General Question

Carly's avatar

Should I take Spanish or French this year?

Asked by Carly (4550points) July 28th, 2011

I took Spanish 101 and it was okay, we mainly learned about culture and how to count to 10 in the language. I can either take Spanish or French for the whole year at my college (two semesters). Which would you suggest taking and why?

If you need more information about my situation, please feel free to ask.

Observing members: 0 Composing members: 0

10 Answers

tranquilsea's avatar

I loved learning French BUT which do you believe will be more beneficial to you?

Kardamom's avatar

I’m surprised that your Spanish 101 class seemed so limited. We learned a lot more than that in our college intro Spanish class (although I’d already taken 4 years of Spanish in Jr. and Senior High School)

Since it was so limited, I would suggest taking French. At least you’ll learn some words that can be very useful in literature and cooking (if you’re interested in those subjects). Rather than becoming fluent in either of those languges.

I never took any French, but I wish I had now, because my heritage is French and I love to cook and read and often see French words that I wish I could pronounce and know the meanings.

One of my favorite French cooking terms is mise en place (prounounced kind of like meez ahm plah) which means loosely to “put things in place”. What it usually refers to is having all of your ingredients measured out ahead of time and put into separate containers and lined up in the order in which the recipe calls for each item.

The other one that I like is mirepoix (pronounced like meer pwah) which is the holy trinity of French cooking: carrots, onions and celery.

So I would choose French : )

lemming's avatar

I’d say that if you are arty and cultured and enjoy good food, wine, music, conversation etc you should do French, and I don’t know much about spanish, but all I can think of is that if you are chatty and enjoy warm weather do spanish.

Carly's avatar

The only reason I could think of to take Spanish was because there are so many Spanish speakers living in the US, especially California, which is where I live half the year. I’m a literature major, and I love to cook… so, maybe you’ve all made it really easy for me to decide.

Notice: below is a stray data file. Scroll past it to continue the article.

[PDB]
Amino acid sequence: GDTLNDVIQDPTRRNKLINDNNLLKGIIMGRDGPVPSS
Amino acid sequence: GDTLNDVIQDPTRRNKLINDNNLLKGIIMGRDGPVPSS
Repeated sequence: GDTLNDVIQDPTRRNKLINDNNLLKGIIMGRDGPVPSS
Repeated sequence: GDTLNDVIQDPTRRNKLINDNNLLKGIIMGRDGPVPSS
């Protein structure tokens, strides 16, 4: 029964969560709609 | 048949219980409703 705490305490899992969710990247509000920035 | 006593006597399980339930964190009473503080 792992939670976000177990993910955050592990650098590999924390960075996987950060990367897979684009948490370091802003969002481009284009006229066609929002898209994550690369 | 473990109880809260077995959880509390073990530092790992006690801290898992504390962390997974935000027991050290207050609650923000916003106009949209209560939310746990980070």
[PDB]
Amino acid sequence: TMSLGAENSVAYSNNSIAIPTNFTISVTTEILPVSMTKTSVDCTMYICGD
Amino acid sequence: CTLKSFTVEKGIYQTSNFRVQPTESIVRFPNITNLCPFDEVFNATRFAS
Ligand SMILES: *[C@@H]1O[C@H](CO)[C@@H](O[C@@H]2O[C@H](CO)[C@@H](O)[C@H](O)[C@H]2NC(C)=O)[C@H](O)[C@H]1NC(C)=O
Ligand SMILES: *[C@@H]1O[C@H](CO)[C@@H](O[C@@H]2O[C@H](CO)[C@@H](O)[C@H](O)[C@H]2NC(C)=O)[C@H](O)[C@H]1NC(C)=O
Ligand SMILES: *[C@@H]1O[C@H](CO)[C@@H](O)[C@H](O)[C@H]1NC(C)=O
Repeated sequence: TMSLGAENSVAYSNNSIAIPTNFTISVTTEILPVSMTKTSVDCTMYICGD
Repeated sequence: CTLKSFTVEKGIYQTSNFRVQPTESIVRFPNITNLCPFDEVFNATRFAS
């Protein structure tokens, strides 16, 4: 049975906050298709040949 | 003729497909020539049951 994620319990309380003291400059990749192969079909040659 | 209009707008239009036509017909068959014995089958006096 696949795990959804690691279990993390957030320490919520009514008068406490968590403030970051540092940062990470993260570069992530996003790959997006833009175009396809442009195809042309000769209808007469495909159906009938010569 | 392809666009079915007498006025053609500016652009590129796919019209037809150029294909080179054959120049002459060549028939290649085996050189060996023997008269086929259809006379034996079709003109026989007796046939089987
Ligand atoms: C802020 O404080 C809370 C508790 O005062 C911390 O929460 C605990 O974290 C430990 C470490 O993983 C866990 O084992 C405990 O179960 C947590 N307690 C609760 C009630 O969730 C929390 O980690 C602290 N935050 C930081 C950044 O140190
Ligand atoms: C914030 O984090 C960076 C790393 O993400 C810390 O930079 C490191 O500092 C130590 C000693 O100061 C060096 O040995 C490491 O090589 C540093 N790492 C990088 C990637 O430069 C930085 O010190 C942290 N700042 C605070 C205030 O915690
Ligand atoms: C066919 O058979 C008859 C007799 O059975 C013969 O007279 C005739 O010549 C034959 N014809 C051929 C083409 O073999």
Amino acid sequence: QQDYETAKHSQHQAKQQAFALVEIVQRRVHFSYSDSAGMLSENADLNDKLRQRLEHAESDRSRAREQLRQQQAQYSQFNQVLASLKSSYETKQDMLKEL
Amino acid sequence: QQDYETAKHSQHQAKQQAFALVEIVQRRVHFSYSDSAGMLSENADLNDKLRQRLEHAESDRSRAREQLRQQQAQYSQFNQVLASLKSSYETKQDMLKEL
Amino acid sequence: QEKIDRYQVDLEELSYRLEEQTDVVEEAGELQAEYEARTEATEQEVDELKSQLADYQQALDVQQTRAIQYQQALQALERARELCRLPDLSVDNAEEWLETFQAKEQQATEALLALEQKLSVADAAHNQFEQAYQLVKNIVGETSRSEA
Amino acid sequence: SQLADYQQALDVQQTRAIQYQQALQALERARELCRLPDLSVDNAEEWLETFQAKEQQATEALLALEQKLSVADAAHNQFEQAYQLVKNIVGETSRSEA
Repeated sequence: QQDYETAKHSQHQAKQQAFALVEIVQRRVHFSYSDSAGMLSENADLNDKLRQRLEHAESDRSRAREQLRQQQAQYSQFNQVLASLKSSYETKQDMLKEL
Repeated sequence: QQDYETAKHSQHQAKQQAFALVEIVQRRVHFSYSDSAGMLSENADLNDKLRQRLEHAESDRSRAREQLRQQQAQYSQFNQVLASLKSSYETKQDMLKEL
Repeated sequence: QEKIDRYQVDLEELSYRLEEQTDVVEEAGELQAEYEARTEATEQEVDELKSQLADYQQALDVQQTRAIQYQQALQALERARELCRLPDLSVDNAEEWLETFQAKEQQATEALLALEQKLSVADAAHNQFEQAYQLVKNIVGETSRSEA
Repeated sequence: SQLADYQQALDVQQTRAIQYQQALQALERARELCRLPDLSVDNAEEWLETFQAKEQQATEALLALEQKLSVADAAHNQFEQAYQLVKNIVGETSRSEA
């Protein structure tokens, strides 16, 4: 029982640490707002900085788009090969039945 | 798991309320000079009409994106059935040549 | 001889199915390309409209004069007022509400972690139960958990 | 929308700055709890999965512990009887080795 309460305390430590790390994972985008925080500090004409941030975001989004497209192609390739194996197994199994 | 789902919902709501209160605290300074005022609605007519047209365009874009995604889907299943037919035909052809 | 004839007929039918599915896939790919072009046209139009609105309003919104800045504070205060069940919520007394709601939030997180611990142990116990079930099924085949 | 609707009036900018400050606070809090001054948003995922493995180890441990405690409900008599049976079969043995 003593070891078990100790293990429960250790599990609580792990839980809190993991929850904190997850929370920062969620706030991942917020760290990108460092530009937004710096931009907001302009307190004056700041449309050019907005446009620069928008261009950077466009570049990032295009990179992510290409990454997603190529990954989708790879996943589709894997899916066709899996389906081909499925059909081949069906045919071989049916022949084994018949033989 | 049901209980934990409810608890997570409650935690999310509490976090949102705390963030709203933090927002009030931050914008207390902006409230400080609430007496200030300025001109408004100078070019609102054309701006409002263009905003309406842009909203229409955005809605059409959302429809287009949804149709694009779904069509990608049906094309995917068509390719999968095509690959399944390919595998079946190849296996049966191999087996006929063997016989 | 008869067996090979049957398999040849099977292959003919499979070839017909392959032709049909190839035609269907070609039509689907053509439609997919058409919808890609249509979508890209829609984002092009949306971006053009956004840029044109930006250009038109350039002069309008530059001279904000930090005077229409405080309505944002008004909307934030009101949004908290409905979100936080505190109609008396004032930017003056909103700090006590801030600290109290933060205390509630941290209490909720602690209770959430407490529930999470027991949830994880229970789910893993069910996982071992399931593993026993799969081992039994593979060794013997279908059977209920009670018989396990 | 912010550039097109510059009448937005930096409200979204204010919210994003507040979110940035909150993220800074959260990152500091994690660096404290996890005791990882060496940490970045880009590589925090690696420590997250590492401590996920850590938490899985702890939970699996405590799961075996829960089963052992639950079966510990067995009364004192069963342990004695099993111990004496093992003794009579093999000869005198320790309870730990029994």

Thanks! :)

Sunny2's avatar

I recommend Spanish for the very reason you thought of. If you want a language you can use, take Spanish. If you want one that’s kind of fun to know, but is not of much use unless you’re in the very few places they speak French, take French. And being able to read French poetry, literature and menus is fun.

ejedlicka's avatar

French, although beautiful, is a dying language compared to the fast growth of the spanish heritage in the United States and around the world. If you went into an interview with the ability to speak French and were competing against someone with the exact same credentials as someone who spoke Spanish rather than French, chances are you would not get the job because Spanish is more widely used.

Linda_Owl's avatar

Spanish would be much more practical than French. Jobs are readily available for people who speak/write Spanish & English (& are really proficient at this). Opportunities to use French would be limited, generally, to vacations taken either in France or certain portions of Canada

scarletheels's avatar

Spanish will be more practical and, depending on where you live, it will help your pay. It’s very easy to learn. And FYI: it’s not just California that has many Hispanics or Spanish speaking people.

Carly's avatar

@scarletheels oh, no, I was just saying that I live there.. compared to living in Maine, which probably doesn’t have nearly as many Hispanics. I’m very aware that there are a lot of places besides CA that have an abundance of Spanish speakers.

Pied_Pfeffer's avatar

If one or the other isn’t necessary for your career path, and you plan to stay in the US, then definitely go with Spanish. For one thing, you’ll get more practice with it and be able to maintain a skill set when you spend time in California. The other reason is that you just don’t know how important it may be in this economy when later searching for a job. It could very possibly give you an edge, even if it isn’t a job requirement.

One other thought. If you plan on taking the next level up in a Spanish class, and that is all you really learned in the 101 class, find a new professor and talk to them about whether you can move on to the next level or should go back to 101.

In high school, there were two Spanish teachers. For those of us that had Mr. M in 101 and had Ms. P. in 201, we were way behind those that had her as a teacher for the second year in a row. It was a long and painful year for all of us, including Ms. P., who had to manage keeping her previous students engaged while trying to catch the rest of us up. College professors aren’t likely to invest that much effort.

Answer this question




to answer.

This question is in the General Section. Responses must be helpful and on-topic.

Your answer will be saved while you login or join.

Have a question? Ask Fluther!

What do you know more about?
Knowledge Networking @ Fluther